An Australian newspaper defiantly republished a controversial cartoon of tennis star Serena Williams on its front-page Wednesday, slapping aside “politically correct” accusations that the drawing was racist and sexist. Melbourne’s Herald Sun cartoonist Mark Knight’s caricature of Williams throwing a tantrum at the US Open was originally printed on Monday, attracting widespread condemnation from across the world.

Under the front-page headline “WELCOME TO PC WORLD”, the newspaper wrote Wednesday that “if the self-appointed censors of Mark Knight get their way on his Serena Williams cartoon, our new politically correct life will be very dull indeed”. The cover included caricatures of other Australian and foreign political leaders drawn by Knight.

The veteran cartoonist added Wednesday he had suspended his Twitter account to protect his family and friends. Prior to disabling his account, his tweet of the cartoon had attracted more than 22,000 comments, most of them critical.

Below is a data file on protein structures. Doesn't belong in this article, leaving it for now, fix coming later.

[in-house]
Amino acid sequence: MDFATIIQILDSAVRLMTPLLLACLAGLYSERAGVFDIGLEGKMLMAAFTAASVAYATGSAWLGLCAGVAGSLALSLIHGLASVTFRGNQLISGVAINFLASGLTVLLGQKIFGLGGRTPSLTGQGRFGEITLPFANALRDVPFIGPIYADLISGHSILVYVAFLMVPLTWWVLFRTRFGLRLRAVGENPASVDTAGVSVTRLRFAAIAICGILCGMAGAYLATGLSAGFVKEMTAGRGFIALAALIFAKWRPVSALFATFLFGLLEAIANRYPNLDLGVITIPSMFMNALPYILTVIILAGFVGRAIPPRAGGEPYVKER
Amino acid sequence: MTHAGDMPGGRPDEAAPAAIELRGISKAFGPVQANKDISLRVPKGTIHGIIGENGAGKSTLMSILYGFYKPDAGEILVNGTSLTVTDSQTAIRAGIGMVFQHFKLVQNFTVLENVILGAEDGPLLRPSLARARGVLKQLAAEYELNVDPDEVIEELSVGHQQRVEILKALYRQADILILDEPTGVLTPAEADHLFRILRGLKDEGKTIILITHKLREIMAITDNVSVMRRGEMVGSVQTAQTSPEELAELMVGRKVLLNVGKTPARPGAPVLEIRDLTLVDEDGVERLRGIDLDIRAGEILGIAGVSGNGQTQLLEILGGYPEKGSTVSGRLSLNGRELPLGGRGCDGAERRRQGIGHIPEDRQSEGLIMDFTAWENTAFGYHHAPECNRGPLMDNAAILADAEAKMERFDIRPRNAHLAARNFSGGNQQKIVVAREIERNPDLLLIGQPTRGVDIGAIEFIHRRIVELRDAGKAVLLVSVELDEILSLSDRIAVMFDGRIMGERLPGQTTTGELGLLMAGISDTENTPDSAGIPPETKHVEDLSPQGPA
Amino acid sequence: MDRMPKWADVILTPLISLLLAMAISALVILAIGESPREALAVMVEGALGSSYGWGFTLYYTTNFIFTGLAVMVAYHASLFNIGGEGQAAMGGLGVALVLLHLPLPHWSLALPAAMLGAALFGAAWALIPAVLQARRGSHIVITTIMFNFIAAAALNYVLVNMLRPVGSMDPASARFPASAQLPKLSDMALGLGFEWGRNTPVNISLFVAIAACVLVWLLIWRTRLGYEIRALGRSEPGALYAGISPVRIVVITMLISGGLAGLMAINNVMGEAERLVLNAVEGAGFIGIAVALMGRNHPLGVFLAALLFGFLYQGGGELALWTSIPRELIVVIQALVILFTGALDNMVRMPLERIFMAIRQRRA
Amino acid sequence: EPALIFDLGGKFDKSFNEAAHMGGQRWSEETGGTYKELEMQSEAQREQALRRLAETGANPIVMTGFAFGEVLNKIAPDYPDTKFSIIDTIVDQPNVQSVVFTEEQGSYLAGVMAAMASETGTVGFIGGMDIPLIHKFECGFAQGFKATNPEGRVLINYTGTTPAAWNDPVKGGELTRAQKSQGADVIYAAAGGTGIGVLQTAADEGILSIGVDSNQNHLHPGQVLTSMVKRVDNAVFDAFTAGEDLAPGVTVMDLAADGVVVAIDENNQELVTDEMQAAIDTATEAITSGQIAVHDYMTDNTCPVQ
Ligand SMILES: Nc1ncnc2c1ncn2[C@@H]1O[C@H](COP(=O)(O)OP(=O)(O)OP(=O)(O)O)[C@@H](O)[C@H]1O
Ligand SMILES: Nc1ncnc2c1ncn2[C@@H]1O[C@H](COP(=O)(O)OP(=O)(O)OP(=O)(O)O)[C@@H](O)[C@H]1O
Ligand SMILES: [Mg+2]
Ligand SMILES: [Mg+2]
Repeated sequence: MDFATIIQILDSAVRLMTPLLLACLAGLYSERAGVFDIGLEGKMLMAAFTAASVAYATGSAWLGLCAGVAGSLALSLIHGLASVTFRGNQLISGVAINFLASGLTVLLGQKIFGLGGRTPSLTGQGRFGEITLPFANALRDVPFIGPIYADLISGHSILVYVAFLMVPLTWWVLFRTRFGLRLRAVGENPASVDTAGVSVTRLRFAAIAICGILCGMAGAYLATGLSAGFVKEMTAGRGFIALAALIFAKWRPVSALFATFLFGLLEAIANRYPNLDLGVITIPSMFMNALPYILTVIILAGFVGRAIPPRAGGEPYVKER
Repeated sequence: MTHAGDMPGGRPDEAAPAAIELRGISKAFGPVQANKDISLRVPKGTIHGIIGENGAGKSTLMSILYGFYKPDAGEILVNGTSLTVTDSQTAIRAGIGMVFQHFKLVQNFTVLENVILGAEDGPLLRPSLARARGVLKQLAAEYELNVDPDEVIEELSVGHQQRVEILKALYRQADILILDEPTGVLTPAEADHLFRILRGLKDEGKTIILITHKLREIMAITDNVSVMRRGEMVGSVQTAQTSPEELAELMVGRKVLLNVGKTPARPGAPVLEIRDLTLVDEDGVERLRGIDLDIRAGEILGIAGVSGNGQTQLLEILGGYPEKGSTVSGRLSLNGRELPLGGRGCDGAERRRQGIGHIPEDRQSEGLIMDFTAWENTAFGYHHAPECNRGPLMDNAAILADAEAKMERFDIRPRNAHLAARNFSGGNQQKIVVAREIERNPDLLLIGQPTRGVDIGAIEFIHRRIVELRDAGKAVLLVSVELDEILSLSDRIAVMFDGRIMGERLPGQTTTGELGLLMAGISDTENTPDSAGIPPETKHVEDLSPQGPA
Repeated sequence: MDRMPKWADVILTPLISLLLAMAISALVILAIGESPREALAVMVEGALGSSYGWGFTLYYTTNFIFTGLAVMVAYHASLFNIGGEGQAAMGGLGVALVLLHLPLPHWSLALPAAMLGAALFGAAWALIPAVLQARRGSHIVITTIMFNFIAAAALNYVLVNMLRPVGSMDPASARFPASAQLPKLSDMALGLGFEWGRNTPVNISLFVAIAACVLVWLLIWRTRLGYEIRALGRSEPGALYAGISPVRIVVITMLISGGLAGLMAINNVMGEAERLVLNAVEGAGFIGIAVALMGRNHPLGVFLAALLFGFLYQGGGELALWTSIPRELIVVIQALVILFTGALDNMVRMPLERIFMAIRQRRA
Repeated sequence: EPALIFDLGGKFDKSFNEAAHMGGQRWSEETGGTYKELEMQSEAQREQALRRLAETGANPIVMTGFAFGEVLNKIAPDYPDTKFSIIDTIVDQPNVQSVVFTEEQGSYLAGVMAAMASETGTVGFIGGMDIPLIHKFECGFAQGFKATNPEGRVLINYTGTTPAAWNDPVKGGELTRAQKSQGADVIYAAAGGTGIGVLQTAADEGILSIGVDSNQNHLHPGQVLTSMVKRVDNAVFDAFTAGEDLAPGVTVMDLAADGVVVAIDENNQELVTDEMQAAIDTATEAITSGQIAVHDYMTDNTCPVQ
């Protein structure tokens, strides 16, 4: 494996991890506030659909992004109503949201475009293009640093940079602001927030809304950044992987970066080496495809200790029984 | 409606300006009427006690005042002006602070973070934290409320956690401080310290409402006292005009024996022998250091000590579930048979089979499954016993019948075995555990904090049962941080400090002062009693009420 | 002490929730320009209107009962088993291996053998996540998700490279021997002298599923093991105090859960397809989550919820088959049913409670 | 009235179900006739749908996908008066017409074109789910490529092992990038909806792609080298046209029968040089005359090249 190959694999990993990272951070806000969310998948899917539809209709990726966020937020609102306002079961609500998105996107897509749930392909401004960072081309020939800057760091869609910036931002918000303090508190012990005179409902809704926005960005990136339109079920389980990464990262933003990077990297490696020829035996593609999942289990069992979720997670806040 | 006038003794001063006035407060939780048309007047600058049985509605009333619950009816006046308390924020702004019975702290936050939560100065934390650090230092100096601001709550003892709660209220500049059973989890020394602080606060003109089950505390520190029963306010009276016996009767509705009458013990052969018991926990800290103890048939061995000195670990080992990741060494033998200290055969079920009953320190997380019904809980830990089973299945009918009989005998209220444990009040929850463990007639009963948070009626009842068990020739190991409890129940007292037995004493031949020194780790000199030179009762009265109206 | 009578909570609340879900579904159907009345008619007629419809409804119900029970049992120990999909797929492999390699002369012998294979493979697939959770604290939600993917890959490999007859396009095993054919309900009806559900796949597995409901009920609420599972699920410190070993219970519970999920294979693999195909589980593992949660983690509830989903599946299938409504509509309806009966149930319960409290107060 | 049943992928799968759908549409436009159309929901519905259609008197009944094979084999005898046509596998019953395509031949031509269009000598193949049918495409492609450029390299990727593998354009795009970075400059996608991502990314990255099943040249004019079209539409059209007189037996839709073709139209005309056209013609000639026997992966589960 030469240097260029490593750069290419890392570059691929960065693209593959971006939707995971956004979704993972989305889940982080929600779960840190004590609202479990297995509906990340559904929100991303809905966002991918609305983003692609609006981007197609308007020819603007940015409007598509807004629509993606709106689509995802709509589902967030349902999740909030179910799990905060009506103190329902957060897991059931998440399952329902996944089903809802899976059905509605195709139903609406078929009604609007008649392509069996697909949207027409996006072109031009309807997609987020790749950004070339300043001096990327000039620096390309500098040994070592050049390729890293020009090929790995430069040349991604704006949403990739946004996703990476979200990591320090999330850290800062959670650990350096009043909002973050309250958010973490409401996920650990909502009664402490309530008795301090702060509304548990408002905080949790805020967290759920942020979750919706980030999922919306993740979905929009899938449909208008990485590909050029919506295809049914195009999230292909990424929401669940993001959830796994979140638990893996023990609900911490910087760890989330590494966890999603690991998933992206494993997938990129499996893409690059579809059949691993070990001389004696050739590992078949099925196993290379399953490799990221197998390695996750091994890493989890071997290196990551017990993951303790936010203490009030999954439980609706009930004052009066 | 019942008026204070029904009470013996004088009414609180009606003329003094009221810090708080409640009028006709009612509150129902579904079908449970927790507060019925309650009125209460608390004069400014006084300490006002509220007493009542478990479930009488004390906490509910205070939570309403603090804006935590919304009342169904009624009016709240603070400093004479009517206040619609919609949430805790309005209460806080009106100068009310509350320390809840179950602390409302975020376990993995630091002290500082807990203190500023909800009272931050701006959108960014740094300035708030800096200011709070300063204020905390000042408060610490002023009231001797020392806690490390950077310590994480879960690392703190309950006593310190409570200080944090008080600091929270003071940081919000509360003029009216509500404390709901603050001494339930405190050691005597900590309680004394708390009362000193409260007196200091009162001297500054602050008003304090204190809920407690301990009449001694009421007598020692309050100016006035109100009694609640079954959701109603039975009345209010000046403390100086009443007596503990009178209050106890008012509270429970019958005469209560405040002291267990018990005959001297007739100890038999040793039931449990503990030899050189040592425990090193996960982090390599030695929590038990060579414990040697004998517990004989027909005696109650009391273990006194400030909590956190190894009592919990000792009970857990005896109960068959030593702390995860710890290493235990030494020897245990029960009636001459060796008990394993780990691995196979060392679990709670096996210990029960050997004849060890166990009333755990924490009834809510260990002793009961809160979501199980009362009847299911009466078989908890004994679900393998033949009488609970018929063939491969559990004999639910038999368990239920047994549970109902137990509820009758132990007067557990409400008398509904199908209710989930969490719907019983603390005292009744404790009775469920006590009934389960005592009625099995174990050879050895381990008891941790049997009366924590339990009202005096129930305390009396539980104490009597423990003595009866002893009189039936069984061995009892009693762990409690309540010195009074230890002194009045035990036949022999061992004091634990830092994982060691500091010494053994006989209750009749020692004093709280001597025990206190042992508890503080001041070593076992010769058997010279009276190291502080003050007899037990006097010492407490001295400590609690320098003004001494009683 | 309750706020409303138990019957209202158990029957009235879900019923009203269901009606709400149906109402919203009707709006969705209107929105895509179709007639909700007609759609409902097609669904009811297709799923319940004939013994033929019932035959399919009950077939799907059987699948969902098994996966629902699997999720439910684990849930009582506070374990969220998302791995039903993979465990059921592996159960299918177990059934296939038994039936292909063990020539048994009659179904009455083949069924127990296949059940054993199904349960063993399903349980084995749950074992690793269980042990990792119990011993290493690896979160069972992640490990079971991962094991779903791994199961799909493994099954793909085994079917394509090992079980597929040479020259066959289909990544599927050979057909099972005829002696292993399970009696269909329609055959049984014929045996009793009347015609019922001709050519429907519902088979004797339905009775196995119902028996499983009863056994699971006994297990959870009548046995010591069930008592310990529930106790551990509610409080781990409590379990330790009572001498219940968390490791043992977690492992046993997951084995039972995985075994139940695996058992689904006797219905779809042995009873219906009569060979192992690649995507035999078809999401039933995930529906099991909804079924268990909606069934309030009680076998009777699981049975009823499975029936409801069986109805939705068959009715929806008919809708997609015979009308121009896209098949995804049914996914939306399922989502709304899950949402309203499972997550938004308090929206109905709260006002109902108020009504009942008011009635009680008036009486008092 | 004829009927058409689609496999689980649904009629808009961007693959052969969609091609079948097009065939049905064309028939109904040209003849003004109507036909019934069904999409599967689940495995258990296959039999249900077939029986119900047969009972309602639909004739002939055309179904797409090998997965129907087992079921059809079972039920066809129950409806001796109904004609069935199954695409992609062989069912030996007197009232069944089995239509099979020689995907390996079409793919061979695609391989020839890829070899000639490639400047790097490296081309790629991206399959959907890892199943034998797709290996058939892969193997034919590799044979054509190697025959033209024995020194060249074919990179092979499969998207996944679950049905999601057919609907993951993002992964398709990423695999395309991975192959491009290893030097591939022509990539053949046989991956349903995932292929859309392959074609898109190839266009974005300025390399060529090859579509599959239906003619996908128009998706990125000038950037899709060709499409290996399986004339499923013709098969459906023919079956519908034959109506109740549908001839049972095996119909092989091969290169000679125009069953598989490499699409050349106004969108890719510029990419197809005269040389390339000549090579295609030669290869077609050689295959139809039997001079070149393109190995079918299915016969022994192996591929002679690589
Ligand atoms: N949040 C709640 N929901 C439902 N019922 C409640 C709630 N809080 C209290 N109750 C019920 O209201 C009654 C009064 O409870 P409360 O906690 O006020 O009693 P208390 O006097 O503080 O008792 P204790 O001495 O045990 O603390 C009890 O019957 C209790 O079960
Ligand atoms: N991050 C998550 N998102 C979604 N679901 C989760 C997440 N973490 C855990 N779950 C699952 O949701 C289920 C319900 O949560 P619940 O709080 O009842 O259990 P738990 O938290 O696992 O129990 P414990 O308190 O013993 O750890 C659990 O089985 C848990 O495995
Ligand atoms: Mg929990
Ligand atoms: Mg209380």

Knight labelled the outcry against his cartoon as a sign that the “world has just gone crazy”.

“I drew this cartoon Sunday night after seeing the US Open final, and seeing the world’s best tennis player have a tantrum and thought that was interesting,” he said in quotes published on the News Corp Australia paper’s website Wednesday. “The cartoon about Serena is about her poor behaviour on the day, not about race.”